A dry January promises a make-good for holiday indulgences. But does it follow through? (Photo: Getty Images)
While some people ring in the New Year with a champagne toast, others choose to start the year off in the opposite way: By giving up alcohol for the entire month of January, in an effort to cleanse or make-good for the holiday season’s indulgences.
Experts say this could be a good idea even if you’re not a problem drinker. “A lot of folks don’t realize the level of alcohol use that puts you at an increased health risk — it’s lower than people realize,” Rocco Ianucci, MD, the director of McLean Fernside, an alcohol and drug abuse treatment program, tells Yahoo Health.
More than one drink a day for women and more than two a day for men, he says, increases risk for liver problems, certain types of head and neck cancers, and a slew of bad habits that can snowball. After all, sugary mixed alcoholic drinks can teeter near 300 calories — so even mild drinkers can put themselves on the road to weight gain (a precursor to diabetes) and overeating, Iannuci says.
Plus, alcohol is a sleep disrupter, and lack of sleep has been linked to difficulties in losing and maintaining weight, notes Kristin Kirkpatrick, MS, RD, manager of Wellness Nutrition Services at Cleveland Clinic Wellness.
Not to mention that moderate drinking can up your blood pressure and low levels of alcohol can contribute to depression. And a recent BMJ study suggests that the less you drink, the better off you are. So you’d be right to put down the bottle. “Any time somebody overdrinks, if they stop drinking, it’s good for them,” says Liz Kovacs, PhD, director of the Alcohol Research Program at the Loyola University Chicago Stritch School of Medicine.
In fact, a study of 14 social drinkers in London found that after a booze-free month, people reduced their blood glucose levels by 16 percent, lost about 3 pounds, and saw their cholesterol drop by 5 percent. The research also showed that people who stopped drinking had 15 percent less liver fat at the end of the month — which can be a precursor to liver disease.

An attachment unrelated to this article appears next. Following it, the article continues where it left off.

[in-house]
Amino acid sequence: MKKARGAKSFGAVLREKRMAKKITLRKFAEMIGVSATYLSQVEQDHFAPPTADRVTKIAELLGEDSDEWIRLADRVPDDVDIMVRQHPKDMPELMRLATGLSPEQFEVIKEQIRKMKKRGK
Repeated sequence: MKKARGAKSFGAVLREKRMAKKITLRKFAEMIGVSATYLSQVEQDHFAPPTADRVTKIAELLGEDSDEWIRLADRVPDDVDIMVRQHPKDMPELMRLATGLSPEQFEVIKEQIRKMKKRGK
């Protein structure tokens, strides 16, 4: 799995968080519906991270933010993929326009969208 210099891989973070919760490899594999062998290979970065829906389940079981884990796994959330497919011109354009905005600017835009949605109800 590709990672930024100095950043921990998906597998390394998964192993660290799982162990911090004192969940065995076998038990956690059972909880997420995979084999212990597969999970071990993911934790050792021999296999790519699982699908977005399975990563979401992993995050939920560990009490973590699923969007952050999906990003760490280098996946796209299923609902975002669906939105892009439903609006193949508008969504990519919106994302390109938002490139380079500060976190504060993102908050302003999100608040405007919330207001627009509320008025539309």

So what about all those health benefits linked to small amounts of alcohol? Taking a month off isn’t going to detract from them. As Kovacs puts it: “I don’t think anyone uses alcohol as therapeutic relief from cardiovascular disease.” (The American Heart Association suggests that you don’t do that, by the way.)
Ultimately, replacing beers with seltzer for a month isn’t going to lead to forever-lasting health benefits. That’s mostly because if you only temporarily engage in the good-for-you behavior, the benefits are most likely to be just that: temporary, says Iannuci. If you take 30 days off drinking alcohol but start up problematic drinking come Feb. 1, you’ll just see a boomerang effect.
The good news: It doesn’t need to be all or nothing. You can moderate your drinking instead of becoming a teetotaler. “January is a terrific opportunity for healing. You can evaluate your habits, and see how you feel at the end of the month,” says Ianucci. “That, I would say, could lead to long-lasting changes.”
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